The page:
Another example is the Aspergers student who lies on the verge of academic failure; she scores low in multiple classes.
Announcing a new resource on Aspergers101! Today we launch Aspergers 101 Frequently Asked Questions section. We polled the 101 top requested questions on Asperger Syndrome and put them in one place for those seeking information on High Functioning Autism or Asperger Syndrome! These questions range from the origins of Asperger Syndrome, the early signs all the way through adulthood. Some questions merited a one word response while others provide you with a detailed bullet-point answer. We would like to thank our underwriting sponsor: The Starfish Social Club for supporting and providing you this on-going free resource! To access Aspergers101 FAQ page either click on the ad below or it will be permanently available at the top menu bar on our website under the “Asperger Syndrome” tab.
Click on above to go to 101 FAQ Page
Aspergers101 welcomes Stephanie Pepi, founder and director of Starfish Social Club as an underwriting sponsor to our newest resource: Aspergers101 FAQ page! Stephanie’s experience and passion led her to open a program solely dedicated toward helping children – adults challenged (if not crippled) with a lack of social skills. We look forward to her future contributions in the area of social development but thought you would like to get to know her, given advice to parents during a socially awkward outing and the rapidly growing non-profit to watch, Starfish Social Club.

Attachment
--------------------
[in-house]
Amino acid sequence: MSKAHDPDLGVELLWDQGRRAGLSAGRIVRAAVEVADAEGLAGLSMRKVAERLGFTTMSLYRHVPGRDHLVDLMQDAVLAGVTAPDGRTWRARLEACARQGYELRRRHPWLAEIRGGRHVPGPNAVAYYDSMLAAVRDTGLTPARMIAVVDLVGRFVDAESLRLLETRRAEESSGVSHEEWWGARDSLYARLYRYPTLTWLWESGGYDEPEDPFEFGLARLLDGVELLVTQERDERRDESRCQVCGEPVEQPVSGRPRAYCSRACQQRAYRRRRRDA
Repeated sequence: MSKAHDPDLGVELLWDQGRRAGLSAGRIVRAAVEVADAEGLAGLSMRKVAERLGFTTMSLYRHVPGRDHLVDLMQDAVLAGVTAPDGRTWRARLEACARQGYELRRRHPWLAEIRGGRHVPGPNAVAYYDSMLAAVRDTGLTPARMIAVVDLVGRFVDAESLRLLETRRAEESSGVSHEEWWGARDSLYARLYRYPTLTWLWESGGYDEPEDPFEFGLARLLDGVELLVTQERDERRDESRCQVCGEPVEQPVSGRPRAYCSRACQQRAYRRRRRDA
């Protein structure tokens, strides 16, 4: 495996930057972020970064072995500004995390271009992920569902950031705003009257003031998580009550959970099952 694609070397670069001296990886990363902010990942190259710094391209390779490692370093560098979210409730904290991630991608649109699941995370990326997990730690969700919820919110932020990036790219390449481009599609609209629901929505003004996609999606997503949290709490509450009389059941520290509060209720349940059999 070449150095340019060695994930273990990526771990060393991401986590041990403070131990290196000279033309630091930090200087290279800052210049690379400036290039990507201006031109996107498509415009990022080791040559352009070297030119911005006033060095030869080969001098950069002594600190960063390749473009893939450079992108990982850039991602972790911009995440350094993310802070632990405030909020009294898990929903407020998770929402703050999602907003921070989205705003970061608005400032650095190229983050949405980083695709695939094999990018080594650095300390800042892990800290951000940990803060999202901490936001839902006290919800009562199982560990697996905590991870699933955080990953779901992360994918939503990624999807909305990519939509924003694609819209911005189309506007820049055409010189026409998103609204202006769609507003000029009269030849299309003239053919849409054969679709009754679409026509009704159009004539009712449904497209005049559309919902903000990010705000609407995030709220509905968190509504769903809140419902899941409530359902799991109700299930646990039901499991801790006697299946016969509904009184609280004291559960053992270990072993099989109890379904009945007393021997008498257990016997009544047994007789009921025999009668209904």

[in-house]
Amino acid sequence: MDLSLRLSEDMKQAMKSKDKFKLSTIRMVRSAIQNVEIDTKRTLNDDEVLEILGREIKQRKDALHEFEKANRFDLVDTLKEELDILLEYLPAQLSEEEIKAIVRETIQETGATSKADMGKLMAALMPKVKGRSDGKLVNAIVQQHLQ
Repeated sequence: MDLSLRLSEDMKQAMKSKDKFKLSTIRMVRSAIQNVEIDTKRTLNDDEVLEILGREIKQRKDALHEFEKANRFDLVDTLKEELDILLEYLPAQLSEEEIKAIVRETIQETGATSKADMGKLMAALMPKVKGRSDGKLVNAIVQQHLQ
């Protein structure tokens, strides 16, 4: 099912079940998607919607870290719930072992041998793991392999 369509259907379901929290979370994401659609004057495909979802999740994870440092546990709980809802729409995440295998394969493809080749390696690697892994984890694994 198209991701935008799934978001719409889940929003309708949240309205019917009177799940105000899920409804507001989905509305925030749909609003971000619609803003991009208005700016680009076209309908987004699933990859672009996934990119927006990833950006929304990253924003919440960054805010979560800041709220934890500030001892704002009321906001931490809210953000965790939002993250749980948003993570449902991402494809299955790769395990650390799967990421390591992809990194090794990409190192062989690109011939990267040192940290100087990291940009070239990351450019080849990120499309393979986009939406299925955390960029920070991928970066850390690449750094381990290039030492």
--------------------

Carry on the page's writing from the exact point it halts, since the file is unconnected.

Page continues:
Aspergers101: Tell us about Starfish Social Club.
Starfish Social Club provides small group, direct social skills instruction to students with social learning challenges, ages 4 through adult. Students learn new skills, practice in a safe environment, and engage with similar peers in leisure activities on a weekly basis. The only requirements for enrollment are the ability to converse with peers and a desire to learn and practice new skills. Community outings (without mom and dad!) are available most weekends as well. Our goals are to increase social awareness and provide opportunities for students to form relationships with others.
Aspergers101: What areas and ages do you serve?